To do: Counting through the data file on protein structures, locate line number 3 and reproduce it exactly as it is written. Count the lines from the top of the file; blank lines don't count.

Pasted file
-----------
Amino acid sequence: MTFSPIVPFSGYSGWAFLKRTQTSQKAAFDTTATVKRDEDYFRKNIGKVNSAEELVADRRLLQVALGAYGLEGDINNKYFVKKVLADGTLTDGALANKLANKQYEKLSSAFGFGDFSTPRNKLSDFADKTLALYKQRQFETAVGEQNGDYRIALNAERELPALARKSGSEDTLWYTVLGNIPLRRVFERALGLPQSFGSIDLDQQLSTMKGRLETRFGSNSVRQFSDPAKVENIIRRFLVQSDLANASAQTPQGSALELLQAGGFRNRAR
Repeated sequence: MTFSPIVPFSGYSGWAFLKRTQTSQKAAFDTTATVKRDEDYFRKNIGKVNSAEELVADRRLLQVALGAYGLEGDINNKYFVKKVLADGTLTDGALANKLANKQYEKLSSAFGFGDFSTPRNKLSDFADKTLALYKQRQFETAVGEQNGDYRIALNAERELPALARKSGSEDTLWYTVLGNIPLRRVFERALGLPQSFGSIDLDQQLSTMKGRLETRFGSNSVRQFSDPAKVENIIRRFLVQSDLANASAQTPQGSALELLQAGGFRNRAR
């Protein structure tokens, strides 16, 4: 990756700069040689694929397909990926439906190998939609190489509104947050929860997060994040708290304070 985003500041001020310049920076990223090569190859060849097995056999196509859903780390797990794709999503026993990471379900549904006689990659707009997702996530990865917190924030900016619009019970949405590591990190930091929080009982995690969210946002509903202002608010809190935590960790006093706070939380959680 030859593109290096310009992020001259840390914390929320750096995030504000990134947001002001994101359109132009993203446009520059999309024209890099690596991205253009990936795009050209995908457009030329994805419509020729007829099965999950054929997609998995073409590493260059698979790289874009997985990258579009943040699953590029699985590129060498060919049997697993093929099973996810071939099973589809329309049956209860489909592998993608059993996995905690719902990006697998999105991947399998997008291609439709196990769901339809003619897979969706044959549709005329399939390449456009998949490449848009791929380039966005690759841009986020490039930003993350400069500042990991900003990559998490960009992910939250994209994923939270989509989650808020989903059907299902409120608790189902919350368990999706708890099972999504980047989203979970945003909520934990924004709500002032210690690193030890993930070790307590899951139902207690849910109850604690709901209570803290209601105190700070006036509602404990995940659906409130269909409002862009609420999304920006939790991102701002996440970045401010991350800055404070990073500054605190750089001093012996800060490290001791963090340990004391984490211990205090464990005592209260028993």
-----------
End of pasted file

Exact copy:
């Protein structure tokens, strides 16, 4: 990756700069040689694929397909990926439906190998939609190489509104947050929860997060994040708290304070 985003500041001020310049920076990223090569190859060849097995056999196509859903780390797990794709999503026993990471379900549904006689990659707009997702996530990865917190924030900016619009019970949405590591990190930091929080009982995690969210946002509903202002608010809190935590960790006093706070939380959680 030859593109290096310009992020001259840390914390929320750096995030504000990134947001002001994101359109132009993203446009520059999309024209890099690596991205253009990936795009050209995908457009030329994805419509020729007829099965999950054929997609998995073409590493260059698979790289874009997985990258579009943040699953590029699985590129060498060919049997697993093929099973996810071939099973589809329309049956209860489909592998993608059993996995905690719902990006697998999105991947399998997008291609439709196990769901339809003619897979969706044959549709005329399939390449456009998949490449848009791929380039966005690759841009986020490039930003993350400069500042990991900003990559998490960009992910939250994209994923939270989509989650808020989903059907299902409120608790189902919350368990999706708890099972999504980047989203979970945003909520934990924004709500002032210690690193030890993930070790307590899951139902207690849910109850604690709901209570803290209601105190700070006036509602404990995940659906409130269909409002862009609420999304920006939790991102701002996440970045401010991350800055404070990073500054605190750089001093012996800060490290001791963090340990004391984490211990205090464990005592209260028993």